- extra virgin olive oil
- ¼ pound prosciutto, sliced into ½-inch slices
- 1 1/2 cups fresh peas
- 2 cups chanterelle mushrooms (optional)
- pinch of crushed pepper
- 3 cloves garlic
- 1 cup chicken or vegetable stock
- 1 package of gnocchi (or see homemade recipe below)
- 2 tablespoons butter
- 4 tablespoons grated Parmigiano
- ½ bunch chopped chives
- Bring 1 medium pot to boil with well-salted water. Blanch the fresh peas in the medium pot until they are cooked, but still crunchy. Immediately place them in salted ice water for a second. Remove and reserve.
- Heat a large sauce pan over medium heat with olive oil. Add the minced garlic cloves and crushed red pepper. When the garlic has become golden brown and aromatic, remove it. Add the prosciutto and sauté for 1 to 2 minutes, until it starts to get crispy. Add mushrooms and sauté for 3 to 4 minutes.
- Add the peas and chicken stock. Simmer until the stock has reduced by half.
- While the stock is reducing, add the gnocchi to the large pot of boiling water. Cook until the gnocchi floats (about 3 minutes). Let them float for 30 seconds to a minute, until they get puffy.
- While gnocchi is cooking, add button to the pan with the prosciutto & pea mixture. Cook over low heat. When the gnocchi are cooked, drain and add to the pan with mushrooms.
- Cook together until the mixture sticks to the gnocchi. Add Parmigiano and chopped chives.
- Pour a glass of Chardonnay, and enjoy!
Pairing Food with Chardonnay
Chardonnay is one of the most versatile wines to pair with food, just another reason to love it! The golden rule with Chardonnay is to sip and savor with a light, butter-based or creamy, and slightly seasoned meal. The wine can express itself a number of different ways due to its versatility including unoaked, lightly oaked, and full-bodied oak aged wines. These various expressions allow for different flavors to be paired with a range of dishes.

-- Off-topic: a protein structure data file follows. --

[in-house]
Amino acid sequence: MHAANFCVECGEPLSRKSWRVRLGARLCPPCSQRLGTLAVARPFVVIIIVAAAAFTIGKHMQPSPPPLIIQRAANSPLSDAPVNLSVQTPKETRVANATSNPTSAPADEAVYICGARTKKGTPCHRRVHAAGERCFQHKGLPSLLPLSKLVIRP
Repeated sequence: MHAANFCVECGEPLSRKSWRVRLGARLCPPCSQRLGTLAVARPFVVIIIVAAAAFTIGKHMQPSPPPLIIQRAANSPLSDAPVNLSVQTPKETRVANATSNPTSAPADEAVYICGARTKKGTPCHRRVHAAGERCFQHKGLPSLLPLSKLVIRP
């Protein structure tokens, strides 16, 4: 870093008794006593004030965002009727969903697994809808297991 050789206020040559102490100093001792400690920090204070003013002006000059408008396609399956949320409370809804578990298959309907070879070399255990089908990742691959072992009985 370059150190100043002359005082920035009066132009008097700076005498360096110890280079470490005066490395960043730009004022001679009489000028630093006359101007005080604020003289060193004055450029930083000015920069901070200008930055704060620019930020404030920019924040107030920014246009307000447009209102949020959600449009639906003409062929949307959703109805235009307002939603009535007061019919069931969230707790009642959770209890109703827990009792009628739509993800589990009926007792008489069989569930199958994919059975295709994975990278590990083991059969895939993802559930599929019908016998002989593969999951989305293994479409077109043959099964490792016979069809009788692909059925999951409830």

Dishes ranging from light and delicate to ultra-rich can pair with a multitude of Chardonnays dependent on what type of climate they are grown in, and how they are barreled and for how long. A fruitier, lightly-oaked Chardonnay pair well with medium-rich dishes including: pastas in a creamy sauce, chicken, ham, or Caesar salads. A full-bodied oak Chardonnay pairs well with dishes that richer in taste, such as: pumpkin ravioli and grilled veal chops.
**Pro tip: Serving complex whites at 50–55°F enhances their layered aromatic characteristics and rich flavors. The less oaky the wine, the closer to 50°F it should be served.
About the Ancient Peaks Chardonnay
Our estate Margarita Vineyard is cradled along the coastal Santa Lucia Mountains just 14 miles from the Pacific Ocean. Here, amid one of the Paso Robles region’s coolest growing environments, conditions are optimal for producing a varietally true Chardonnay with a singular sense of place. Stylistically, our aim is to produce a wine that strikes a fine balance between the leaner and richer styles of the varietal, in order to create a versatile, food-friendly Chardonnay.
Mild weather yielded a long, steady growing season that proved optimal for Chardonnay. We harvested our Chardonnay fruit in three stages, starting with an October 11 pick to establish a bright fruit core and finishing with a pick on November
1 to layer in more tropical tones. After harvesting and light pressing, 70 percent of the juice was cold-fermented in stainless steel tanks for the preservation of delicate aromatics and acidity. The remainder was barrel-fermented and aged in 10 percent new oak to add roundness, texture and complexity. This oak-aged lot also underwent secondary malolactic fermentation, which ultimately lent a fitting touch of creaminess to the wine’s otherwise crisp texture.